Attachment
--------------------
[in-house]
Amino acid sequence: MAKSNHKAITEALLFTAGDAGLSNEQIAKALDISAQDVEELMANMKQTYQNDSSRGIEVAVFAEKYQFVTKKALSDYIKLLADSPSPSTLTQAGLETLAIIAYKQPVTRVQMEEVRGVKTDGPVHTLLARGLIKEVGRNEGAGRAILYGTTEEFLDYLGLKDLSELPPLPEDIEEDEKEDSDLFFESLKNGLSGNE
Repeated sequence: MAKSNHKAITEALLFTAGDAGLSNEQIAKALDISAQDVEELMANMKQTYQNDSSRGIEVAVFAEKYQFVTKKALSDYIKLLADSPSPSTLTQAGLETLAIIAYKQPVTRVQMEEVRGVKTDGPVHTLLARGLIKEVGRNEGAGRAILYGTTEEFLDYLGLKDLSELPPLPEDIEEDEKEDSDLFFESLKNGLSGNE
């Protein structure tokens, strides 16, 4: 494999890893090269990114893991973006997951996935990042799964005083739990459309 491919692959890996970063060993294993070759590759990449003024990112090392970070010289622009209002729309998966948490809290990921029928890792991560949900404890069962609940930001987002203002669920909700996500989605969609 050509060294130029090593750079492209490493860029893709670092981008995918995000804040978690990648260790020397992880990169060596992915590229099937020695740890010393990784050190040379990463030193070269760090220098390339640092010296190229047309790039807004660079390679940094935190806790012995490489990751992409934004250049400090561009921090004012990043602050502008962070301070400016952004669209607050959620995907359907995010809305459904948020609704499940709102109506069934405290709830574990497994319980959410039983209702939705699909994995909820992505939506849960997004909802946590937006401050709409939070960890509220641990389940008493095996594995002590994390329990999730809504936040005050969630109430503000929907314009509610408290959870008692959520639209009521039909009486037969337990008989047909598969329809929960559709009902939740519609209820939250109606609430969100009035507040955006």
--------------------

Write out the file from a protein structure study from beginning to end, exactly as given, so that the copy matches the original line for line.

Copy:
[in-house]
Amino acid sequence: MAKSNHKAITEALLFTAGDAGLSNEQIAKALDISAQDVEELMANMKQTYQNDSSRGIEVAVFAEKYQFVTKKALSDYIKLLADSPSPSTLTQAGLETLAIIAYKQPVTRVQMEEVRGVKTDGPVHTLLARGLIKEVGRNEGAGRAILYGTTEEFLDYLGLKDLSELPPLPEDIEEDEKEDSDLFFESLKNGLSGNE
Repeated sequence: MAKSNHKAITEALLFTAGDAGLSNEQIAKALDISAQDVEELMANMKQTYQNDSSRGIEVAVFAEKYQFVTKKALSDYIKLLADSPSPSTLTQAGLETLAIIAYKQPVTRVQMEEVRGVKTDGPVHTLLARGLIKEVGRNEGAGRAILYGTTEEFLDYLGLKDLSELPPLPEDIEEDEKEDSDLFFESLKNGLSGNE
């Protein structure tokens, strides 16, 4: 494999890893090269990114893991973006997951996935990042799964005083739990459309 491919692959890996970063060993294993070759590759990449003024990112090392970070010289622009209002729309998966948490809290990921029928890792991560949900404890069962609940930001987002203002669920909700996500989605969609 050509060294130029090593750079492209490493860029893709670092981008995918995000804040978690990648260790020397992880990169060596992915590229099937020695740890010393990784050190040379990463030193070269760090220098390339640092010296190229047309790039807004660079390679940094935190806790012995490489990751992409934004250049400090561009921090004012990043602050502008962070301070400016952004669209607050959620995907359907995010809305459904948020609704499940709102109506069934405290709830574990497994319980959410039983209702939705699909994995909820992505939506849960997004909802946590937006401050709409939070960890509220641990389940008493095996594995002590994390329990999730809504936040005050969630109430503000929907314009509610408290959870008692959520639209009521039909009486037969337990008989047909598969329809929960559709009902939740519609209820939250109606609430969100009035507040955006």